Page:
## 3. Data Reduction

_{3}specimen in [001] orientation.

_{3}atoms, in [001] projection, by dots of different colors (see caption of Figure 3). The simulation points that the specimen area is about 25 nm thick, in agreement with the measurement made by convergent beam electron diffraction, which is definitely not thin enough to neglect the dynamical diffraction effects [22]. The other element pointed by the simulation is that the maxima in the experimental image are centered on the Sr and Ti+O be atomic columns, whereas the O columns are invisible in the HRTEM image, even if the image has been acquired at Scherzer’s defocus [22].

_{3}potentials projected on the (001) crystallographic plane. The resolution of the image is related to the finer spatial frequency in the pattern in Figure 3, which is of 65 pm. Figure 4c,d are the simulated and experimental SrTiO

_{3}projected potentials, respectively, and the agreement between them, is not only qualitative, but also quantitative in the intensity of each projected potential atomic columns, within an accuracy of 5%. This is a good agreement, if we consider that the crystal potential calculations performed by linear combination of atomic potentials, as those in Figure 4c, are affected by an error of about 10% [24].

## 4. Phasing Process

_{3}(001), showing the atomic columns of oxygen not visible in the experimental HRTEM. From the results in Figure 6 the area shown in Figure 4d has been extracted. The latter is compared with the simulated SrTiO

_{3}(001) crystal projected potential shown in Figure 4c. The experimental projected potentials intensities are quantitatively in agreement, within 5%, with what expected by simulating the projected potentials of Sr, Ti+O and O columns projected on the (001) crystallographic plane and hence represent a structural and chemical map of the SrTiO

_{3}specimen. The widths of the projected potential peaks are also in agreement with the spatial resolution of 65 pm of the retrieved image, as evidenced by the comparison with the simulated projected potentials in Figure 4c.

## 5. Conclusions and Future Perspectives

## Author Contributions

## Funding

## Acknowledgments

## Conflicts of Interest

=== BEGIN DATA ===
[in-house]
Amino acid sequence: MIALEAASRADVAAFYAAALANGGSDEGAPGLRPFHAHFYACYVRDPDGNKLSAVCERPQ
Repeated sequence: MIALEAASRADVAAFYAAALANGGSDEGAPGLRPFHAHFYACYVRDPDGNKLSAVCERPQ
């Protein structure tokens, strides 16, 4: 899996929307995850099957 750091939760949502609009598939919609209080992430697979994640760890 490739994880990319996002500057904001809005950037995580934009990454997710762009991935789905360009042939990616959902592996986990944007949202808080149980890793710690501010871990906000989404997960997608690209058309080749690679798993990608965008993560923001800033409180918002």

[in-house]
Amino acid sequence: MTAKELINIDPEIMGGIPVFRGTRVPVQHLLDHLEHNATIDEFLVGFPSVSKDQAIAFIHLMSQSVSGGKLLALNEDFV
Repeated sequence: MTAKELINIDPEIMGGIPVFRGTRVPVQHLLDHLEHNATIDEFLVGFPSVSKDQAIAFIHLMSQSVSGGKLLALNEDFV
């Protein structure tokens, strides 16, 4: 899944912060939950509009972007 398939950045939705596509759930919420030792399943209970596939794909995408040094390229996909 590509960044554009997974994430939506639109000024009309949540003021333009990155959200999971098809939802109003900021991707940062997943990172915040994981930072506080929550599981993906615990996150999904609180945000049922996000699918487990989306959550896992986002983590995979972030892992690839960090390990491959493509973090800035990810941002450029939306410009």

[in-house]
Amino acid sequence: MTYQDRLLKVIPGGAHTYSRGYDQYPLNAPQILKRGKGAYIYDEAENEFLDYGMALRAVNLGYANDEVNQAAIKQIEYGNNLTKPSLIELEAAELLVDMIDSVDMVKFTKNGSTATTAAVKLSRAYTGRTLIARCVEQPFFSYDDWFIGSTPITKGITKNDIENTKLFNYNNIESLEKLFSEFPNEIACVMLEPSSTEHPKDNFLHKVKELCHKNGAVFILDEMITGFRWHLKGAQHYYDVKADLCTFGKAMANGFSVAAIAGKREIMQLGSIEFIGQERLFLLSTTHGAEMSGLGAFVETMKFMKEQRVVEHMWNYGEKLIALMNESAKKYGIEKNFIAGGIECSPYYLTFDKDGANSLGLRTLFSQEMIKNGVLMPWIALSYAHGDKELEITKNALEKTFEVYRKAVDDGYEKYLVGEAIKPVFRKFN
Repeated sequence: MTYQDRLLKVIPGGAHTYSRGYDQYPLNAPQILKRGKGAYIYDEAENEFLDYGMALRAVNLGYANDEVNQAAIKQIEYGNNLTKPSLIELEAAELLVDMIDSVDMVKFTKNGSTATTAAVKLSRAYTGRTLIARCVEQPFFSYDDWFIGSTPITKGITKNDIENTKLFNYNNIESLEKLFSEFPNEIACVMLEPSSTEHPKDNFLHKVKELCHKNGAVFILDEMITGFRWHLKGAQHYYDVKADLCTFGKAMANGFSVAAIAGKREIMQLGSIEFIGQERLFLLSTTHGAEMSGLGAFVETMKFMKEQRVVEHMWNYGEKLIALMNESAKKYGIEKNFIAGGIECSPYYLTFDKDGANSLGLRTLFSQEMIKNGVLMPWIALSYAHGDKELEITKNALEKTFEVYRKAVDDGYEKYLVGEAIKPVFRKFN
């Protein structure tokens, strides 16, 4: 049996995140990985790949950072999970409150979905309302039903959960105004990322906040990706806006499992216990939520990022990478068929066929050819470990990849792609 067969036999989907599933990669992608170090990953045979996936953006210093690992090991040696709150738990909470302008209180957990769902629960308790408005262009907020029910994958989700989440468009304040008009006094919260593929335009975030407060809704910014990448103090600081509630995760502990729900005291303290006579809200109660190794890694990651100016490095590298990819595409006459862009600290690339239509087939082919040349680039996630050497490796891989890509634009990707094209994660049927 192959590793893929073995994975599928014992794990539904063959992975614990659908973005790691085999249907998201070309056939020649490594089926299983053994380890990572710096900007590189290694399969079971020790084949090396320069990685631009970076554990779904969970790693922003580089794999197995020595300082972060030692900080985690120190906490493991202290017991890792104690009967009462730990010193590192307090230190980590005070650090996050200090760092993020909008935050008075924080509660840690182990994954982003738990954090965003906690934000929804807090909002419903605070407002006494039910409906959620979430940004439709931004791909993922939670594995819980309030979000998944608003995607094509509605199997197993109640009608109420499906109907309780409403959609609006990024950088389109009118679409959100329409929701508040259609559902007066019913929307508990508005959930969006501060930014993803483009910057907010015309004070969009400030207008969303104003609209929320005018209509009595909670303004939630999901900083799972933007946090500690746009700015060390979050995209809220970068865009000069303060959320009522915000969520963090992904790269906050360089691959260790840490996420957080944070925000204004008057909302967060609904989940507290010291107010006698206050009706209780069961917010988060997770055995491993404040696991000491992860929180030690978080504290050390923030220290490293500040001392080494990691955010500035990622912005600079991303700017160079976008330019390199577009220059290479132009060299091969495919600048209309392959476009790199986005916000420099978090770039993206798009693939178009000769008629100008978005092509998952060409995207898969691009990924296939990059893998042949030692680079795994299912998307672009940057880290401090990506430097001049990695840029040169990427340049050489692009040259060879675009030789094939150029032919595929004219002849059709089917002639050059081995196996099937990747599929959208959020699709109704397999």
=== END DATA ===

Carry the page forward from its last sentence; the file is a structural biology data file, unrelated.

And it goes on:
## References

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**Figure 1.**(

**a**) HRTEM image of a TiO

_{2}nanorod in [100] zone axis; (

**b**) nanodiffraction pattern complemented with the Fast Fourier Transform (FFT) of the HRTEM after rotation and scaling; (

**c**) image after phase reconstruction; (

**d**) magnified view of a portion of the HRTEM image in (

**a**). (Reprinted with permission from De Caro et al. [7]).

**Figure 2.**Keyhole electron diffraction imaging (KEDI) experiment on Si [112]: (

**a**) HRTEM imaged of the self-confined illuminated area (support); (

**b**) nanodiffraction pattern from the area shown in the HRTEM experiment in (

**a**), the arrows point the diffracted spots at the highest frequency corresponding to a lattice spacing of 72 pm; (

**c**) image reconstruction in the illuminated area after phase retrieval process; (

**d**) magnified view of the image in (

**c**) together with the atomic columns position within the Si crystal cell in [112] projection. The inset shows the simulation of the atomic projected potential in [112] projection; (

**e**) simulated (dots) and measured (solid line) intensity profile of the Si atomic columns in [112] projection showing the Si dumbbell spacing at 78 pm well resolved.

**Figure 3.**Left- HRTEM image of a nano-region of a SrTiO

_{3}extended sample in [001] zone axis, with a zoom in the left inset, and the relevant simulation in the right inset (objective lens underfocus of 41.3 nm and specimen thickness of 25.0 nm); the dots in the simulation point to the structural positions of the SrTiO

_{3}atomic species in [001] projection: Sr = Blue, Ti+O = green, O = red. (

**a**) KEDI raw experimental nano-diffraction pattern (logarithmic scale); (

**b**) sup{I(s)} rescaled pattern; (

**c**) difference between patterns shown in (

**a**,

**b**); (

**d**) comparison in a logarithmic scale between the line profile along the dashed blue line in (

**a**) (blue curve) and along the dashed red line in (

**b**) (red curve) after rescaling. Black curve is the corresponding profile of sup{I(s)} × I

_{max}constraint. (Reprinted with permission from De Caro et al. [12]).

**Figure 5.**Description of the Memetic Phase Retrieval (MPR) approach. The standard approach can be interpreted as MPR deprived of genetic operations of Selection, Crossover and Mutation.

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**MDPI and ACS Style**

Carlino, E.; Scattarella, F.; Caro, L.D.; Giannini, C.; Siliqi, D.; Colombo, A.; Galli, D.E.
Coherent Diffraction Imaging in Transmission Electron Microscopy for Atomic Resolution Quantitative Studies of the Matter. *Materials* **2018**, *11*, 2323.
https://doi.org/10.3390/ma11112323

**AMA Style**

Carlino E, Scattarella F, Caro LD, Giannini C, Siliqi D, Colombo A, Galli DE.
Coherent Diffraction Imaging in Transmission Electron Microscopy for Atomic Resolution Quantitative Studies of the Matter. *Materials*. 2018; 11(11):2323.
https://doi.org/10.3390/ma11112323

**Chicago/Turabian Style**

Carlino, Elvio, Francesco Scattarella, Liberato De Caro, Cinzia Giannini, Dritan Siliqi, Alessandro Colombo, and Davide Emilio Galli.
2018. "Coherent Diffraction Imaging in Transmission Electron Microscopy for Atomic Resolution Quantitative Studies of the Matter" *Materials* 11, no. 11: 2323.
https://doi.org/10.3390/ma11112323